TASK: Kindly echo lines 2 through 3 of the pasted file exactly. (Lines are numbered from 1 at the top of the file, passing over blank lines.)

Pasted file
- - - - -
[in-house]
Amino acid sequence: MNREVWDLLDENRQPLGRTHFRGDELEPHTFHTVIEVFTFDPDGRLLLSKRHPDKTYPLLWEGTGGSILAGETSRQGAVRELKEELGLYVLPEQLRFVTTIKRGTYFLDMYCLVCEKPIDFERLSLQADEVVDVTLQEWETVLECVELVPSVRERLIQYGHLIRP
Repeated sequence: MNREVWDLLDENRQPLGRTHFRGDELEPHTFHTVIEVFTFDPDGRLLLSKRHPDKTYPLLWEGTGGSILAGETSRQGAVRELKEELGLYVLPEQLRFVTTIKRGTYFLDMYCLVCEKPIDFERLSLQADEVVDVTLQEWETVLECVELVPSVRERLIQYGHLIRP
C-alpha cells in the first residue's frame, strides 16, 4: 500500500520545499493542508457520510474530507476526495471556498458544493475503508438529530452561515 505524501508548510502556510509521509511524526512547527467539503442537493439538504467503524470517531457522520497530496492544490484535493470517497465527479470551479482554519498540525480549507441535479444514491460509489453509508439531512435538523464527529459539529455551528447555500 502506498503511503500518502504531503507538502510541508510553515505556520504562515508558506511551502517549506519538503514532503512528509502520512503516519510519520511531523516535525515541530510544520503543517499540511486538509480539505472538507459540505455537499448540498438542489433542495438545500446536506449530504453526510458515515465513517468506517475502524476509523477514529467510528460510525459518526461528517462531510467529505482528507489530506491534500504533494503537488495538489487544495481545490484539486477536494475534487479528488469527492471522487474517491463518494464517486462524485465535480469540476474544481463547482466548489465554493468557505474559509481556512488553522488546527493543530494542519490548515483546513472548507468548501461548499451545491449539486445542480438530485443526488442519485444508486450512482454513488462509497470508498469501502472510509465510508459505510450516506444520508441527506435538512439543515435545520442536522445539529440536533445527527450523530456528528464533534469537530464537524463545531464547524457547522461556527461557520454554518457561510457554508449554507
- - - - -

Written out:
Amino acid sequence: MNREVWDLLDENRQPLGRTHFRGDELEPHTFHTVIEVFTFDPDGRLLLSKRHPDKTYPLLWEGTGGSILAGETSRQGAVRELKEELGLYVLPEQLRFVTTIKRGTYFLDMYCLVCEKPIDFERLSLQADEVVDVTLQEWETVLECVELVPSVRERLIQYGHLIRP
Repeated sequence: MNREVWDLLDENRQPLGRTHFRGDELEPHTFHTVIEVFTFDPDGRLLLSKRHPDKTYPLLWEGTGGSILAGETSRQGAVRELKEELGLYVLPEQLRFVTTIKRGTYFLDMYCLVCEKPIDFERLSLQADEVVDVTLQEWETVLECVELVPSVRERLIQYGHLIRP